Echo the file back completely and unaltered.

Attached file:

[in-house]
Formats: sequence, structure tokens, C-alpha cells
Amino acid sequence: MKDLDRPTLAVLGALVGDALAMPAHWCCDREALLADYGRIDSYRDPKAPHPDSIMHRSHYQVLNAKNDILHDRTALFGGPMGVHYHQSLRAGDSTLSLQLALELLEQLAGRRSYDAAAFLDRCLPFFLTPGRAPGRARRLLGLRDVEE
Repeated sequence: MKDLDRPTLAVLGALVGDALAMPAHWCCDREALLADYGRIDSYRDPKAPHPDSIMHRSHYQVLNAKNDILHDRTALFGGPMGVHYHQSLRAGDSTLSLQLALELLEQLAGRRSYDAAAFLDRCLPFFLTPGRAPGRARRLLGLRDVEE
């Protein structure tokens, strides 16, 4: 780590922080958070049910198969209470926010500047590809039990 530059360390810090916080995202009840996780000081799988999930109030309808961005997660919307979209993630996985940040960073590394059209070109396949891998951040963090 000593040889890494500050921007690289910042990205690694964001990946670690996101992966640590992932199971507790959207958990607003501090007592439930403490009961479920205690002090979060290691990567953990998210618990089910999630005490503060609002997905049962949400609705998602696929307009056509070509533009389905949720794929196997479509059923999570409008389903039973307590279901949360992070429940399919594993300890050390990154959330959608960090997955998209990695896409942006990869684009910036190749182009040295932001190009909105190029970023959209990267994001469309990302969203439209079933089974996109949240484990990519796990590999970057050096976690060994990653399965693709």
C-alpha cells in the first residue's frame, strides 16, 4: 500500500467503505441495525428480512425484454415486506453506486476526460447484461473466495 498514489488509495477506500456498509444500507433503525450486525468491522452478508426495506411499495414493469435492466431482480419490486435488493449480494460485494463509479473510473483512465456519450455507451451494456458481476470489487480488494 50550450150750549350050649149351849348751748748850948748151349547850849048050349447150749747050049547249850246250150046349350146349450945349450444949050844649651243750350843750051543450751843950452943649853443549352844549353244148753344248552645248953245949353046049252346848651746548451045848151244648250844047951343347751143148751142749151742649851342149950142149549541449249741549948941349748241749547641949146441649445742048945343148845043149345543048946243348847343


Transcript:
[in-house]
Formats: sequence, structure tokens, C-alpha cells
Amino acid sequence: MKDLDRPTLAVLGALVGDALAMPAHWCCDREALLADYGRIDSYRDPKAPHPDSIMHRSHYQVLNAKNDILHDRTALFGGPMGVHYHQSLRAGDSTLSLQLALELLEQLAGRRSYDAAAFLDRCLPFFLTPGRAPGRARRLLGLRDVEE
Repeated sequence: MKDLDRPTLAVLGALVGDALAMPAHWCCDREALLADYGRIDSYRDPKAPHPDSIMHRSHYQVLNAKNDILHDRTALFGGPMGVHYHQSLRAGDSTLSLQLALELLEQLAGRRSYDAAAFLDRCLPFFLTPGRAPGRARRLLGLRDVEE
């Protein structure tokens, strides 16, 4: 780590922080958070049910198969209470926010500047590809039990 530059360390810090916080995202009840996780000081799988999930109030309808961005997660919307979209993630996985940040960073590394059209070109396949891998951040963090 000593040889890494500050921007690289910042990205690694964001990946670690996101992966640590992932199971507790959207958990607003501090007592439930403490009961479920205690002090979060290691990567953990998210618990089910999630005490503060609002997905049962949400609705998602696929307009056509070509533009389905949720794929196997479509059923999570409008389903039973307590279901949360992070429940399919594993300890050390990154959330959608960090997955998209990695896409942006990869684009910036190749182009040295932001190009909105190029970023959209990267994001469309990302969203439209079933089974996109949240484990990519796990590999970057050096976690060994990653399965693709």
C-alpha cells in the first residue's frame, strides 16, 4: 500500500467503505441495525428480512425484454415486506453506486476526460447484461473466495 498514489488509495477506500456498509444500507433503525450486525468491522452478508426495506411499495414493469435492466431482480419490486435488493449480494460485494463509479473510473483512465456519450455507451451494456458481476470489487480488494 50550450150750549350050649149351849348751748748850948748151349547850849048050349447150749747050049547249850246250150046349350146349450945349450444949050844649651243750350843750051543450751843950452943649853443549352844549353244148753344248552645248953245949353046049252346848651746548451045848151244648250844047951343347751143148751142749151742649851342149950142149549541449249741549948941349748241749547641949146441649445742048945343148845043149345543048946243348847343